# Determination of moment of inertia

• ajcoelho
In summary, the conversation is about finding the period of a pendulum and discussing the equations and reasoning used in a provided source. The error in equation 5 is addressed and the correct torque equation is confirmed. There is also a discussion about the approximation of cos phi to 1.
ajcoelho

## Homework Statement

I've been trying to find out what is the period os this kind of pendulum decribed here: http://www.eng.uah.edu/~wallace/mae364/doc/Labs/mominert.pdf

The thing is, I've came to the same result shown in equation (11) but my reasoning it's different. I would even say that there is an error on this website on equation 5: in this equaition where is the sin of theta?? It can be omitted, only if the angle between the force vector and position vetor is 90º, but it's not the case clearly!

Am I thinking well? In my reasoning I had also to the aproximattion of cos theta ≈ cos of phi ≈ 1 and in this site things are really simplified just because of that lack of sin of theta...

If you're interested i can also post my reasoning but I'd like to get some help on this equation 5 first...

Thanks a loot!

## The Attempt at a Solution

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At best there is a cosΘ (which is very close to 1), but the suspension points are still 2a apart on the equilibrium line, so the F point a little more outward than drawn in the figure.

the thing is: what goes to torque equation is Tx right? Beacause Ty and Mg/2 cancell one another

The torque equation would be numbered (5) ? That is for the z component of the torque vector ##\tau = \vec r \times \vec F## (I suppose you will learn that vector version much later on, for now: it is for the torque about a vertical axis going through C). The expression is correct, the drawing is not. F should point more outwards.

I can't find much wrong with (6) for the magnitude of F.

For the torque around the x-axis (front view, fig.1, from C towards you) you indeed have
(mg/2 a/2) + (mg/2)(-a/2)=0.

But suppose you're viewing from end view. Then, the forces are above...

So, what really makes torque isn't Tx??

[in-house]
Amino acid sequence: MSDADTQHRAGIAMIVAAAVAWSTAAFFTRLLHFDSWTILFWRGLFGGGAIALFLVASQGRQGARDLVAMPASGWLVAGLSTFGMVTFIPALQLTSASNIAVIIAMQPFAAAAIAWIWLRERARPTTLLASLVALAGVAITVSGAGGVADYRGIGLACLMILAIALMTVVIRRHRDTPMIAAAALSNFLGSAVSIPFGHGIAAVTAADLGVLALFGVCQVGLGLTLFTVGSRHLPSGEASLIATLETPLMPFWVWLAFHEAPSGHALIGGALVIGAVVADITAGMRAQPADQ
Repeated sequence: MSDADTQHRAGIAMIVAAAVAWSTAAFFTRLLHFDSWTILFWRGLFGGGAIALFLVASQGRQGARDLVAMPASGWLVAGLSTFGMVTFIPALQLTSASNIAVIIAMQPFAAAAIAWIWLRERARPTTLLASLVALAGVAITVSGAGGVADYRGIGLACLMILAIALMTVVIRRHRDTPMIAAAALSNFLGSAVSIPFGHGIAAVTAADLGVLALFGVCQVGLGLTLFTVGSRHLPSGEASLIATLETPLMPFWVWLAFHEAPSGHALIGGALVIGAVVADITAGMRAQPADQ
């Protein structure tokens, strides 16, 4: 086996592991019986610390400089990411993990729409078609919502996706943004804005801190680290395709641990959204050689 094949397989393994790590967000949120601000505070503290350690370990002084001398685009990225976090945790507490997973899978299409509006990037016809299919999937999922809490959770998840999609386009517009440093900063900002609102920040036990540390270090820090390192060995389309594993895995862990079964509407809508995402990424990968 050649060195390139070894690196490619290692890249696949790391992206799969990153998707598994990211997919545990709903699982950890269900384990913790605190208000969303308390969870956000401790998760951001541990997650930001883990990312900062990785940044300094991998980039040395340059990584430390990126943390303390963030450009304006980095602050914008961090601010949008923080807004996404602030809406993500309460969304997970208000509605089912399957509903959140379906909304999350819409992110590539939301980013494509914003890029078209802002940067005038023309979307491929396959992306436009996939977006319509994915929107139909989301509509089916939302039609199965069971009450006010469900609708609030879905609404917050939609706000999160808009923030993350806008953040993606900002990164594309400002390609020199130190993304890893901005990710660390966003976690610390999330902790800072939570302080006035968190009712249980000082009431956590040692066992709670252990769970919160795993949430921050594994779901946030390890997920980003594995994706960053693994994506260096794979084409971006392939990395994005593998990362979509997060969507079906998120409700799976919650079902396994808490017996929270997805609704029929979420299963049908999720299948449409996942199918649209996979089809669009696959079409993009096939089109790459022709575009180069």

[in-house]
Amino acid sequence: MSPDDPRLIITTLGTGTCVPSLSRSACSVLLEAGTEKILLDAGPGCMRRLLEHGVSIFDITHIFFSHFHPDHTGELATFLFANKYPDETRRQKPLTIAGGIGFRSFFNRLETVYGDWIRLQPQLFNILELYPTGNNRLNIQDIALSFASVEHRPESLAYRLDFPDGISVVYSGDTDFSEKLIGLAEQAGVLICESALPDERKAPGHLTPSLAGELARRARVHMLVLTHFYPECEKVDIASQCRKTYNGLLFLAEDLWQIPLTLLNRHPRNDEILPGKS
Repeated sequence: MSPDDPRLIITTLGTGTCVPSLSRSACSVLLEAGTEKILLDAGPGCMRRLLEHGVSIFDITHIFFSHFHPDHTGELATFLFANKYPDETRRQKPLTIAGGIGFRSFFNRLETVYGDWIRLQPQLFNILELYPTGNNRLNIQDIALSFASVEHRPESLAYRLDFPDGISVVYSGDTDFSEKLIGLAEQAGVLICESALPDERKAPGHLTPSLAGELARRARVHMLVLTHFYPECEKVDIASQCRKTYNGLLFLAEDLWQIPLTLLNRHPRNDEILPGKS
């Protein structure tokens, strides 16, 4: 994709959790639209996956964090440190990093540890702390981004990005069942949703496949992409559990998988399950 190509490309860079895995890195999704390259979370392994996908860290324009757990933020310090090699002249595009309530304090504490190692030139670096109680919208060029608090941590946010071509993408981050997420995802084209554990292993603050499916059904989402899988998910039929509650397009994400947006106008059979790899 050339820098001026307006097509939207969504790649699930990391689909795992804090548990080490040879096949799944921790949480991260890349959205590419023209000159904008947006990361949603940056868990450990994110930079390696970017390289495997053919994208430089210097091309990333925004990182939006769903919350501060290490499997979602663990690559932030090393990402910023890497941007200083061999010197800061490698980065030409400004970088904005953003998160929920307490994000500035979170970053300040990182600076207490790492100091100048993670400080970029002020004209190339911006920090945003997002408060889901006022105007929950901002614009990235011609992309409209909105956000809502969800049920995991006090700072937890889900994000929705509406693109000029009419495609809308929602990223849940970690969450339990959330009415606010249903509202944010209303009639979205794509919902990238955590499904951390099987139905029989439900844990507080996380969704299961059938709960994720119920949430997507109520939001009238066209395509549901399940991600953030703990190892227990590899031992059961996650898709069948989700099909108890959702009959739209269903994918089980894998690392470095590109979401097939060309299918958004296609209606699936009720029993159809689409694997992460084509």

Then we make Ty=Mg/2, and so on...

#### Attachments

• Sem título.jpg
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From the pdf I gather the x-axis is (in the front view) pointing towards the viewer. Take C as the origin. If the y-axis is pointing to the right, then the z axis is pointing up. ##I\ddot \theta## is then the z component of the torque ##\tau##

I get it now... But i still have that cos (phi) that i have to aproximate to 1 right?

Where is that ##\cos \phi##??

Ty = Mg/2 = T cosϕ

therefore: T = mg/2cosϕ

therefore: Tx = mg sin ϕ / 2 cosϕ

Ah, my mistake. Your T is the tension in the wires, not a torque as I was stupily reading. You are absolutely right. And yes, assume ##\phi## is so small that the cosine is 1.

1 person

## What is moment of inertia?

Moment of inertia, also known as rotational inertia, is a measure of an object's resistance to changes in its rotational motion. It is affected by the mass and distribution of mass around the axis of rotation.

## How is moment of inertia calculated?

The moment of inertia of a point mass is calculated by multiplying the mass by the square of its distance from the axis of rotation. For a continuous object, it can be calculated by integrating the mass distribution over its entire volume.

## What is the relationship between moment of inertia and angular acceleration?

According to Newton's Second Law of Motion, the angular acceleration of an object is directly proportional to the net torque acting on it and inversely proportional to its moment of inertia. This means that objects with larger moments of inertia require more torque to achieve the same angular acceleration as objects with smaller moments of inertia.

## How does the shape of an object affect its moment of inertia?

The distribution of mass around the axis of rotation is a major factor in determining an object's moment of inertia. Objects with more mass concentrated towards their axis of rotation have smaller moments of inertia, while objects with mass distributed further from the axis of rotation have larger moments of inertia.

## What are some real-world applications of moment of inertia?

Moment of inertia is used in many fields, such as engineering, physics, and sports. It is crucial in designing structures and machines that need to resist rotational forces, such as bridges and aircraft. In sports, understanding moment of inertia can help athletes optimize their movements and equipment for better performance.

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